Sudan’s protesters and ruling generals yesterday inked a deal that aims to install a civilian administration, a key demand of demonstrators since president Omar al-Bashir was deposed in a coup three months ago.
The move loosens a deadlock that has gripped the country, following nationwide mass protests that began against Bashir in December but then continued after a military council ousted him on April 11.
The landmark power sharing deal, which was agreed in principle on July 5, has been brokered by African Union and Ethiopian mediators after weeks of stop-start negotiations between the protest umbrella group and ruling generals.
The agreement was described as “a crucial step towards a comprehensive reconciliation” by African Union mediator Mohamed El Hacen Lebatt. The US embassy in Khartoum congratulated “the Sudanese people” and urged both sides to continue their talks.
Tibor Nagy, the US assistant secretary of state for Africa, tweeted: “We look forward to welcoming new civilian leaders and working with the new institutions to address the pressing challenges facing Sudan.” The accord stipulates that a new transitional ruling body be established, comprised of six civilians and five military representatives.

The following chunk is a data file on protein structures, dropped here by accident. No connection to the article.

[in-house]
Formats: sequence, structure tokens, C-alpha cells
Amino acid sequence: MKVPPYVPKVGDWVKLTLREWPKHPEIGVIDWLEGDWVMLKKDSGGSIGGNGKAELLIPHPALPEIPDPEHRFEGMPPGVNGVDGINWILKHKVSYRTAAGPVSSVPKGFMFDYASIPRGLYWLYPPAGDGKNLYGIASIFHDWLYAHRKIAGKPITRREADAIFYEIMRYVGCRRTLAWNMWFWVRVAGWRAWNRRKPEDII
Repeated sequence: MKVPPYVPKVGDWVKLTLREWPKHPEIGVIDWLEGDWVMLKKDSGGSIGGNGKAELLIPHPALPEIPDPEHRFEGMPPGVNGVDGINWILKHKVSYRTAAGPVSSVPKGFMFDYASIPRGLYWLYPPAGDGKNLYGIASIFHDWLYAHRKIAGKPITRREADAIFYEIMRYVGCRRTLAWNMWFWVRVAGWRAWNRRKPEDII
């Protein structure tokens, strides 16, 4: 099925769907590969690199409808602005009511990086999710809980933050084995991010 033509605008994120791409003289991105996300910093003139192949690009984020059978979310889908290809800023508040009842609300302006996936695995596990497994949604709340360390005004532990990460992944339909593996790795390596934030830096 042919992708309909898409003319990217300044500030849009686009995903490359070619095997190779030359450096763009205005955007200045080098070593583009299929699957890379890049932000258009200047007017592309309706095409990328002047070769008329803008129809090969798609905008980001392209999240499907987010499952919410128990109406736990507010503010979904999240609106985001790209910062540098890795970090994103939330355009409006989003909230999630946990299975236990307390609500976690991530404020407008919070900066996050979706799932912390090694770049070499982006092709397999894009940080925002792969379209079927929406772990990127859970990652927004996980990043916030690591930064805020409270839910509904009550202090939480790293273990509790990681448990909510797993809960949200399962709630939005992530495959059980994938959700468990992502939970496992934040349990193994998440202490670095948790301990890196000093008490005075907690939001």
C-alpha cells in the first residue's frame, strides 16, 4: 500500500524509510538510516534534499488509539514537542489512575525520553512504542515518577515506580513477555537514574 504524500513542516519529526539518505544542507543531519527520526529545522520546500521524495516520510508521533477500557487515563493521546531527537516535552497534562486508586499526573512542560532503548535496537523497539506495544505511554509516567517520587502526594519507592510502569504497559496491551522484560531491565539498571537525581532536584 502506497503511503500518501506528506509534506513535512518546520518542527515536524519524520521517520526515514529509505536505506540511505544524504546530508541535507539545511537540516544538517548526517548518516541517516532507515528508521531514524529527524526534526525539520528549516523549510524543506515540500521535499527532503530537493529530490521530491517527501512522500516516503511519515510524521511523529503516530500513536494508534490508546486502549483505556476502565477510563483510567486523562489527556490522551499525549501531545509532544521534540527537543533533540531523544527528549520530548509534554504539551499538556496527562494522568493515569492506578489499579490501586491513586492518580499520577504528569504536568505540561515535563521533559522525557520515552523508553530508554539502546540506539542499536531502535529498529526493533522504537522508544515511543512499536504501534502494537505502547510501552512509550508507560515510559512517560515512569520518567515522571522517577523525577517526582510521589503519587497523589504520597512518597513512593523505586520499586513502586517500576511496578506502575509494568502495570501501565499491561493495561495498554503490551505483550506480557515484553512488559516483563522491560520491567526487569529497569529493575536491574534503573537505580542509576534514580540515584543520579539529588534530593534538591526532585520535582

The civilian representation will include five from the Alliance for Freedom and Change, according to the declaration. A general will head the ruling body during the first 21 months of a transition, followed by a civilian for the remaining 18 months, according to the framework agreement. The governing council is to oversee the formation of a transitional civilian administration that will operate for just over three years, after which elections would be held.
The unrest has also left scores dead, with more than 100 killed in a June 3 crackdown on a protest sit-in according to doctors close to demonstrators. The deputy chief of the military council General Mohamed Hamdan Dagalo who initialled the deal on behalf of the generals yesterday told AFP the agreement was a “historic moment” for Sudan.
It has “opened a new and promising era of partnership between the armed forces, RSF (Rapid Support Forces) and leaders of the glorious Sudanese revolution,” Dagalo said in Khartoum after he had put pen to paper.
Dagalo also heads the RSF, a feared paramilitary organisation that has its origins in the Janjaweed militias unleashed against African rebels during the early 2000s in Darfur. Ibrahim al-Amin, a key protest leader, confirmed “today, we completed the political declaration.”
Amin said yesterday that wider power sharing details would be fleshed out in a “constitutional document” and that talks would resume Friday Intense talks took place through the night over details of the political declaration at a luxury hotel on the bank of the Nile river, an AFP correspondent reported.